- The Washington Times - Wednesday, February 23, 2000

The truckers descending on Washington, D.C., yesterday warned that skyrocketing diesel-fuel costs threaten not only to drive up prices for the goods they deliver, but also to drive them out of business.

They also said that if prices don't come down soon, the overall economy, which depends on trucks to transport 90 percent of all goods, could slow down.

The entire trucking industry, from independents to long-haul trucking companies, are urging lawmakers to take action to bring down diesel-fuel costs, which have jumped more than 51 percent in the past 12 months.

"We are hoping to bring these cost down somehow, and if something doesn't happen soon, we will be back," warned Frank Lobiondo, an independent trucker from New Jersey.

Mr. Lobiondo was one of about 250 independent truckers who drove their rigs into downtown yesterday and then held a rally on the steps of the Capitol.

The truckers, mostly from the Northeast, echoed industry calls for President Clinton to release some of the 575 million barrels of oil in the Strategic Petroleum Reserve, which is stockpiled in case of a war or other national emergency.

The industry also wants a temporary suspension of the 24-cent federal fuel tax, and is asking for a federal program to give truckers a 15-cents-per-gallon rebate on diesel-fuel purchases.

While large trucking companies did not participate in the rally, industry leaders said they support independent truckers.

"In this new economy, you can point and click and buy just about anything over the Internet. But it's a truck that delivers the goods you have purchased," said Bob Costello, chief economist for the American Trucking Association.

The truckers are concerned because fuel prices, from gasoline to home heating oil, have been rising steadily for nearly a year. Last March, members of the Organization of the Petroleum Exporting Countries (OPEC) cut crude-oil production by 7.5 percent to boost prices that had tumbled to 12-year lows.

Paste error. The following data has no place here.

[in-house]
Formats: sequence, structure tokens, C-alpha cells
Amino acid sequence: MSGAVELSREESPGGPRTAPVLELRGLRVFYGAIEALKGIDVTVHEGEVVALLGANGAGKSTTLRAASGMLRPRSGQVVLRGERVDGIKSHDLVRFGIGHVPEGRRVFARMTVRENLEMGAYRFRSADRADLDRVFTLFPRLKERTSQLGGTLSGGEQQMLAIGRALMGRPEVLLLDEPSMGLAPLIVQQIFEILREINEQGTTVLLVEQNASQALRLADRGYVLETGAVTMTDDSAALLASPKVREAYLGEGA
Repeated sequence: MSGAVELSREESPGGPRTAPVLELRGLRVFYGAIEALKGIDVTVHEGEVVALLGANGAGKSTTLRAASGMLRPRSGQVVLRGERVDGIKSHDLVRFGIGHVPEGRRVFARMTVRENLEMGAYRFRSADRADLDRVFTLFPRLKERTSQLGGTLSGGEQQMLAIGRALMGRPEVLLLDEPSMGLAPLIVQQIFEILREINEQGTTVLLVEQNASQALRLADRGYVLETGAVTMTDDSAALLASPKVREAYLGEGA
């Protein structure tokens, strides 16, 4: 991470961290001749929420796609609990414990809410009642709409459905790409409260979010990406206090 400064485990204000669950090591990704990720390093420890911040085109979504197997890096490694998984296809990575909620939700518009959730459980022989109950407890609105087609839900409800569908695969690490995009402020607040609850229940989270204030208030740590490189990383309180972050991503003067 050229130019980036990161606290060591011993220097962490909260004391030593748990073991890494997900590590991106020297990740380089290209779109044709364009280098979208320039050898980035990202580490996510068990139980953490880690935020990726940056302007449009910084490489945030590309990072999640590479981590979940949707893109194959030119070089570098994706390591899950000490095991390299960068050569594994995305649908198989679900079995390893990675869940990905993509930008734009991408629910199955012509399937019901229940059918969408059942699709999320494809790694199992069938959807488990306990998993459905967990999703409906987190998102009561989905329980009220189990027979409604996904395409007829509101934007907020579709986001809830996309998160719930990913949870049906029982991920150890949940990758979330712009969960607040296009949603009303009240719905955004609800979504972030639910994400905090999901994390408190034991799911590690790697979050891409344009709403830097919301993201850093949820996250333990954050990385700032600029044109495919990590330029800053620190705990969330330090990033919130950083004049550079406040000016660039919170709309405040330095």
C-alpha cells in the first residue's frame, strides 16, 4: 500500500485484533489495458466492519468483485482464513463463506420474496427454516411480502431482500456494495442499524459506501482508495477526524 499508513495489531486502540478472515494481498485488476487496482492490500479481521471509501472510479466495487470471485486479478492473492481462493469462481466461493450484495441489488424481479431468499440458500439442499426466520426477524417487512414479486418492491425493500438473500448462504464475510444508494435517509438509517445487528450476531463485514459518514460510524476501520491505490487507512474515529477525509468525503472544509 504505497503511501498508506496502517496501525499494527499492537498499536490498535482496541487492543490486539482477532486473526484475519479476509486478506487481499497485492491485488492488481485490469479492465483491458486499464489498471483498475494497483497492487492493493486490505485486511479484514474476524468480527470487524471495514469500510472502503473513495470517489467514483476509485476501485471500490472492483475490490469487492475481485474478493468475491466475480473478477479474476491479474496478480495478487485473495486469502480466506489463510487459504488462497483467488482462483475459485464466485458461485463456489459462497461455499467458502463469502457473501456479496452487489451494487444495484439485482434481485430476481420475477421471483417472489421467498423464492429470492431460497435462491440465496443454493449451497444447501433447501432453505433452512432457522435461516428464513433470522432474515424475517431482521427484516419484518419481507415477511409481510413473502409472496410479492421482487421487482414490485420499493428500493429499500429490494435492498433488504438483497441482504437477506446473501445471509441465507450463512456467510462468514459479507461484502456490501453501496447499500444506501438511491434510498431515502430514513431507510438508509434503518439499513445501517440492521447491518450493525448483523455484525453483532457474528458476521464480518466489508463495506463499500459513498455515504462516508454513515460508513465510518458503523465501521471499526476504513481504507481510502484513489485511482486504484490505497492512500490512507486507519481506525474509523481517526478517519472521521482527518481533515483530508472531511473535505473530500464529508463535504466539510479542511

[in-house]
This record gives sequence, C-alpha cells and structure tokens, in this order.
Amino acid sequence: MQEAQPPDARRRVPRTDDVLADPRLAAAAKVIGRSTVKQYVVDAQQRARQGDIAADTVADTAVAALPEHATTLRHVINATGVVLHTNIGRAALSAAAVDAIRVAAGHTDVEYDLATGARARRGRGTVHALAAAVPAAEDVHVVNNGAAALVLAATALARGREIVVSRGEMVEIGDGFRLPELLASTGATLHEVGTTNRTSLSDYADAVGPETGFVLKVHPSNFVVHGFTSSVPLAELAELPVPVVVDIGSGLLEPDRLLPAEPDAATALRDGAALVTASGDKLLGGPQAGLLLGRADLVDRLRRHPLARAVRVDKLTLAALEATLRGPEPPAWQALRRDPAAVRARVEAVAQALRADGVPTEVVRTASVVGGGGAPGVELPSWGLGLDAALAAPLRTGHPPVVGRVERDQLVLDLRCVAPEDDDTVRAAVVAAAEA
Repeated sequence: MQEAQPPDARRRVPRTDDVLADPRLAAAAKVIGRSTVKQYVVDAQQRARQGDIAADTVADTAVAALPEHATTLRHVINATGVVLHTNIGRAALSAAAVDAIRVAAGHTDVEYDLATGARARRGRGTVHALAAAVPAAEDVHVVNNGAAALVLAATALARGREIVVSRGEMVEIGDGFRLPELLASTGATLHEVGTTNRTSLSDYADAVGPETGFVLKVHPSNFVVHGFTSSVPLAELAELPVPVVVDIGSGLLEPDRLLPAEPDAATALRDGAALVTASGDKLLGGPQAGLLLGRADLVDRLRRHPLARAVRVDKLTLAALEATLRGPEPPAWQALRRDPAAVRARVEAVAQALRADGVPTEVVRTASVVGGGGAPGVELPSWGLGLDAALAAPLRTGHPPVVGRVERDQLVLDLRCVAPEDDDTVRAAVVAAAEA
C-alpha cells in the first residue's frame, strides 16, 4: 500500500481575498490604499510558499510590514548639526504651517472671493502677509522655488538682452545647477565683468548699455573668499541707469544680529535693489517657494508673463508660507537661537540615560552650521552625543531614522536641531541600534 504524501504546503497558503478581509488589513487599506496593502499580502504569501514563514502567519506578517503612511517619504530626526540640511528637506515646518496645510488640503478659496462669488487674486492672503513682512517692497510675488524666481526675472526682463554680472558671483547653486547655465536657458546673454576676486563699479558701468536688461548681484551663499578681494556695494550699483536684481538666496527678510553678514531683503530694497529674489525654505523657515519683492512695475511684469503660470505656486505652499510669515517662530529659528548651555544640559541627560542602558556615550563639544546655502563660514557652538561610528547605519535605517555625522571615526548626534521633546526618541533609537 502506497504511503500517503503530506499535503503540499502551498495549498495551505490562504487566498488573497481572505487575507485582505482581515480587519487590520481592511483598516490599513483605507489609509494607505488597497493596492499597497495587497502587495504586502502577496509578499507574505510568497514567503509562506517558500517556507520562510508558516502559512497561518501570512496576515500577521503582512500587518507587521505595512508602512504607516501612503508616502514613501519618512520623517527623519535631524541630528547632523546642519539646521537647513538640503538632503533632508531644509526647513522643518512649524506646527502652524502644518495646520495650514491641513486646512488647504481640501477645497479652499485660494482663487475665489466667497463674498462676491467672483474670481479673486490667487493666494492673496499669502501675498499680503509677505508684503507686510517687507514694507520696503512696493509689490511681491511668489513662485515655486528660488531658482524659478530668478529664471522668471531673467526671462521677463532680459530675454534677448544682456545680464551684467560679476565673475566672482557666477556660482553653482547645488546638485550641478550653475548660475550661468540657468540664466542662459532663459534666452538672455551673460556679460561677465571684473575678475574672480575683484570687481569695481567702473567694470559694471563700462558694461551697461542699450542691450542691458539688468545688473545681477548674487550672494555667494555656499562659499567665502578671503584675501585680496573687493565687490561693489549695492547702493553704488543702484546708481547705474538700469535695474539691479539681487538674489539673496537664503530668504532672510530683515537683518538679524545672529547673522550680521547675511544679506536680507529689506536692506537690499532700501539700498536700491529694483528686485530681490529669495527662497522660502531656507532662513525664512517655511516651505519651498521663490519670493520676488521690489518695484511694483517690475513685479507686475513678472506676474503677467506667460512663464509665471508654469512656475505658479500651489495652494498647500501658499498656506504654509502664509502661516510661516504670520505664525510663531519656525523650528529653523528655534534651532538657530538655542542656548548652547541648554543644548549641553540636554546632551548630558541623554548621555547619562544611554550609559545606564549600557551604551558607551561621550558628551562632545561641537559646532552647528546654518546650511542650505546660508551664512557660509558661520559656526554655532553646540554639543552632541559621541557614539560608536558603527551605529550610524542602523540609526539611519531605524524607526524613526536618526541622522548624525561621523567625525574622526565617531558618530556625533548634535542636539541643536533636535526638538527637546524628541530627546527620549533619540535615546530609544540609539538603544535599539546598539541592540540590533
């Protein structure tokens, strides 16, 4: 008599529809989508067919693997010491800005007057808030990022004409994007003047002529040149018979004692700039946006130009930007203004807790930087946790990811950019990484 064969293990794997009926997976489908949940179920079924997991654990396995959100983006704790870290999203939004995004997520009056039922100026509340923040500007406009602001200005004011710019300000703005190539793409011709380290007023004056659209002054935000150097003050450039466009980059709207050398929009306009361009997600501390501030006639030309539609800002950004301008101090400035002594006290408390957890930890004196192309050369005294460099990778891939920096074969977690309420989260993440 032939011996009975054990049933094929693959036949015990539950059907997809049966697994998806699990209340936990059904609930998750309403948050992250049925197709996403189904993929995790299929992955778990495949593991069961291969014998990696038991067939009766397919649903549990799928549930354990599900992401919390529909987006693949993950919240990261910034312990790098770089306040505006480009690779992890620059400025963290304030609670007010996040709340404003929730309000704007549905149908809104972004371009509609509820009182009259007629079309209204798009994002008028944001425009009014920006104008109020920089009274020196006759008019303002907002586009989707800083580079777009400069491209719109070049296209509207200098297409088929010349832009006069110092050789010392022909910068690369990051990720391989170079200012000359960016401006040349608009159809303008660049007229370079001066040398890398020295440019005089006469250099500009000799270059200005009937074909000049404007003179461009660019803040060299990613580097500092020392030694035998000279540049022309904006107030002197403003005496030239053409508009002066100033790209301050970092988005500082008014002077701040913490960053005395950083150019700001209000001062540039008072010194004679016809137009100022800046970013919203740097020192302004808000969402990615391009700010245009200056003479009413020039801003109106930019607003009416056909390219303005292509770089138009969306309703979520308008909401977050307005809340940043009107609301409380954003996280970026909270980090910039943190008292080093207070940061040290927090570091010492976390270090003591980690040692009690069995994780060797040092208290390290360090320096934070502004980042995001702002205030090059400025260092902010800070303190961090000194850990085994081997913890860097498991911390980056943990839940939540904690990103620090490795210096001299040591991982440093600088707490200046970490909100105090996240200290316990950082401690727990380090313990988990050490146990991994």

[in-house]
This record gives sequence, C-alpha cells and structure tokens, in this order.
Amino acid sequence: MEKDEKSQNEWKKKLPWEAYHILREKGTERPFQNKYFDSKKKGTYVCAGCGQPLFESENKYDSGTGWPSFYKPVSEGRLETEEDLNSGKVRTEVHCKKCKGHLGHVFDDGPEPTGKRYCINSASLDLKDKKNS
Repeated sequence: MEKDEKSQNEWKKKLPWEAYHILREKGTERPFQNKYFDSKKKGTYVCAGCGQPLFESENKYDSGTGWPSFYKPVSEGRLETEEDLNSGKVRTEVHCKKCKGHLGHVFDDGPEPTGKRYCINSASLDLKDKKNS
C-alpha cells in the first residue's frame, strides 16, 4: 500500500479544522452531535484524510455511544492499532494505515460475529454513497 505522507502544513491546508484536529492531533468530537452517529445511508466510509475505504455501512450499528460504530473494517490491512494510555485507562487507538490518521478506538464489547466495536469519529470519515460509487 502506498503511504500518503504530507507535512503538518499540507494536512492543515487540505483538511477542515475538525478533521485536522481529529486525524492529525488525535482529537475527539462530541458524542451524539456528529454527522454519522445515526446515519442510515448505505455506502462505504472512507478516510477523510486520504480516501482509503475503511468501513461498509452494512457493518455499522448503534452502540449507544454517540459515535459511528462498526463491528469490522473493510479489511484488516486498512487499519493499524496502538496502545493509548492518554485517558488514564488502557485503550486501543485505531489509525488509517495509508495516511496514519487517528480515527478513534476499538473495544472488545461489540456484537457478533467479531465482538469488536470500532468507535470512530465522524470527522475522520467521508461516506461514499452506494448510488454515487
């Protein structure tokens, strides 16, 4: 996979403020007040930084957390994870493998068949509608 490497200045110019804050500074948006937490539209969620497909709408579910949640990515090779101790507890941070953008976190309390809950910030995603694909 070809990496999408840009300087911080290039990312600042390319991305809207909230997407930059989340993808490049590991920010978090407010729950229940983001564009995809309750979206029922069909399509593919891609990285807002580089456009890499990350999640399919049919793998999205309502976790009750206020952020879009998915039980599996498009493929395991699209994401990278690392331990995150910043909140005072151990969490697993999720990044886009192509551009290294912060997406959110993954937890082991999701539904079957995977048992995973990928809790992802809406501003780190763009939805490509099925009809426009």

While individual drivers are shouldering similar increases in gasoline prices at the pump, independent truckers say fuel prices are costing them as much as $100 per day. Some large trucks average just 5.5 miles per gallon and hold as much as 150 gallons of fuel.

"A lot of guys are going out of business and having trouble putting food on the table," said Tom Pokrywka, president of the National Owner-Operator Trucking Association, a 700-member organization that planned the rally.

The truckers hoped that Congress would hear their concerns, but many were disappointed that few lawmakers showed up at the rally. While the Senate was in session yesterday, the House of Representatives was not.

One senator, a former truck driver, did arrive to show support.

"When your industry comes to a standstill, this nation does, too," said Sen. Ben Nighthorse Campbell, Colorado Republican.

White House Press Secretary Joe Lockhart said the Clinton administration sympathizes with the truckers, but that lowering the federal fuel tax is not likely to happen.

"The tax is set at what the Congress and the president believe is an appropriate level … so I don't think that is necessarily a viable option," Mr. Lockhart said.

Regarding the Strategic Petroleum Reserve, Federal Reserve Chairman Alan Greenspan last week said that stockpile is intended only for major crises.

At the same time, Energy Secretary Bill Richardson is meeting with officials from oil-producing countries to pressure them to boost production, which would eventually bring fuel prices down.

Many energy analysts believe that OPEC, facing increasing pressure from the United States and other industrialized nations, will agree to raise production at its next meeting in March. But without a significant production increase, fuel prices won't likely drop significantly, analysts warn.

The rising costs have been felt most in the Northeast, where diesel prices now average about $1.86 per gallon, up from $1.07 a year ago, according to the American Automobile Association.

Diesel prices in New York and the District have climbed to as high as $2.04 per gallon, according to AAA. Motorists, meanwhile, are paying an average of $1.37 per gallon of unleaded gasoline.

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